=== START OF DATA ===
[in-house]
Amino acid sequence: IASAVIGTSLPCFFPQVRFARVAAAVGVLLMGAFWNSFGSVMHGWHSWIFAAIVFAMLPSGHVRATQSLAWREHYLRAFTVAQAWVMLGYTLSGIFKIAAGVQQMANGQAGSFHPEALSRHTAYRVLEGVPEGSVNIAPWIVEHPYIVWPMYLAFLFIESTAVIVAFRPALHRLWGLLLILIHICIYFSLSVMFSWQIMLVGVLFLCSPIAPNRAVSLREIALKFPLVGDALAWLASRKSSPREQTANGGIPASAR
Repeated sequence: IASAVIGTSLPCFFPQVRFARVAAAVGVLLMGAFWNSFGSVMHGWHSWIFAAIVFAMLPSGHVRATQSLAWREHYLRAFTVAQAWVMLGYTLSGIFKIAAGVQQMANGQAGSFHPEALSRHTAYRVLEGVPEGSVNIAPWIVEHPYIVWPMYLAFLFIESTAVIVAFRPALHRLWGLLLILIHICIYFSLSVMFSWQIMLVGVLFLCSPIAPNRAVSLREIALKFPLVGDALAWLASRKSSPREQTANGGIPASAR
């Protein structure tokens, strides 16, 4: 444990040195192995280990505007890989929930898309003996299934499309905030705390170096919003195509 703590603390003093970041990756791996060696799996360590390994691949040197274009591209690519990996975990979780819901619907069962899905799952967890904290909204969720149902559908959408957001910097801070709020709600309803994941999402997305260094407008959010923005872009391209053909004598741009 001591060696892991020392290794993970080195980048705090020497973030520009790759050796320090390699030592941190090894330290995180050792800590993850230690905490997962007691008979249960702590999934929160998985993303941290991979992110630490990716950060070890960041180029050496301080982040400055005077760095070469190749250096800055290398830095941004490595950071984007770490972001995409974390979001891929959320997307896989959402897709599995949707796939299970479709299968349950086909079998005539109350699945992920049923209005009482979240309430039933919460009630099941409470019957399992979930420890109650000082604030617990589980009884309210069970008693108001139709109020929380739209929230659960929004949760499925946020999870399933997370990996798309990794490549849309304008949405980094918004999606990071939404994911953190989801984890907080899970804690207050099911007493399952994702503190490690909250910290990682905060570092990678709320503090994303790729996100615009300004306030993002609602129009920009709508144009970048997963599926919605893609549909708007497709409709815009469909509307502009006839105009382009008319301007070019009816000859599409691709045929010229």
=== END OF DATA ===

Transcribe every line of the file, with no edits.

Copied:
[in-house]
Amino acid sequence: IASAVIGTSLPCFFPQVRFARVAAAVGVLLMGAFWNSFGSVMHGWHSWIFAAIVFAMLPSGHVRATQSLAWREHYLRAFTVAQAWVMLGYTLSGIFKIAAGVQQMANGQAGSFHPEALSRHTAYRVLEGVPEGSVNIAPWIVEHPYIVWPMYLAFLFIESTAVIVAFRPALHRLWGLLLILIHICIYFSLSVMFSWQIMLVGVLFLCSPIAPNRAVSLREIALKFPLVGDALAWLASRKSSPREQTANGGIPASAR
Repeated sequence: IASAVIGTSLPCFFPQVRFARVAAAVGVLLMGAFWNSFGSVMHGWHSWIFAAIVFAMLPSGHVRATQSLAWREHYLRAFTVAQAWVMLGYTLSGIFKIAAGVQQMANGQAGSFHPEALSRHTAYRVLEGVPEGSVNIAPWIVEHPYIVWPMYLAFLFIESTAVIVAFRPALHRLWGLLLILIHICIYFSLSVMFSWQIMLVGVLFLCSPIAPNRAVSLREIALKFPLVGDALAWLASRKSSPREQTANGGIPASAR
């Protein structure tokens, strides 16, 4: 444990040195192995280990505007890989929930898309003996299934499309905030705390170096919003195509 703590603390003093970041990756791996060696799996360590390994691949040197274009591209690519990996975990979780819901619907069962899905799952967890904290909204969720149902559908959408957001910097801070709020709600309803994941999402997305260094407008959010923005872009391209053909004598741009 001591060696892991020392290794993970080195980048705090020497973030520009790759050796320090390699030592941190090894330290995180050792800590993850230690905490997962007691008979249960702590999934929160998985993303941290991979992110630490990716950060070890960041180029050496301080982040400055005077760095070469190749250096800055290398830095941004490595950071984007770490972001995409974390979001891929959320997307896989959402897709599995949707796939299970479709299968349950086909079998005539109350699945992920049923209005009482979240309430039933919460009630099941409470019957399992979930420890109650000082604030617990589980009884309210069970008693108001139709109020929380739209929230659960929004949760499925946020999870399933997370990996798309990794490549849309304008949405980094918004999606990071939404994911953190989801984890907080899970804690207050099911007493399952994702503190490690909250910290990682905060570092990678709320503090994303790729996100615009300004306030993002609602129009920009709508144009970048997963599926919605893609549909708007497709409709815009469909509307502009006839105009382009008319301007070019009816000859599409691709045929010229």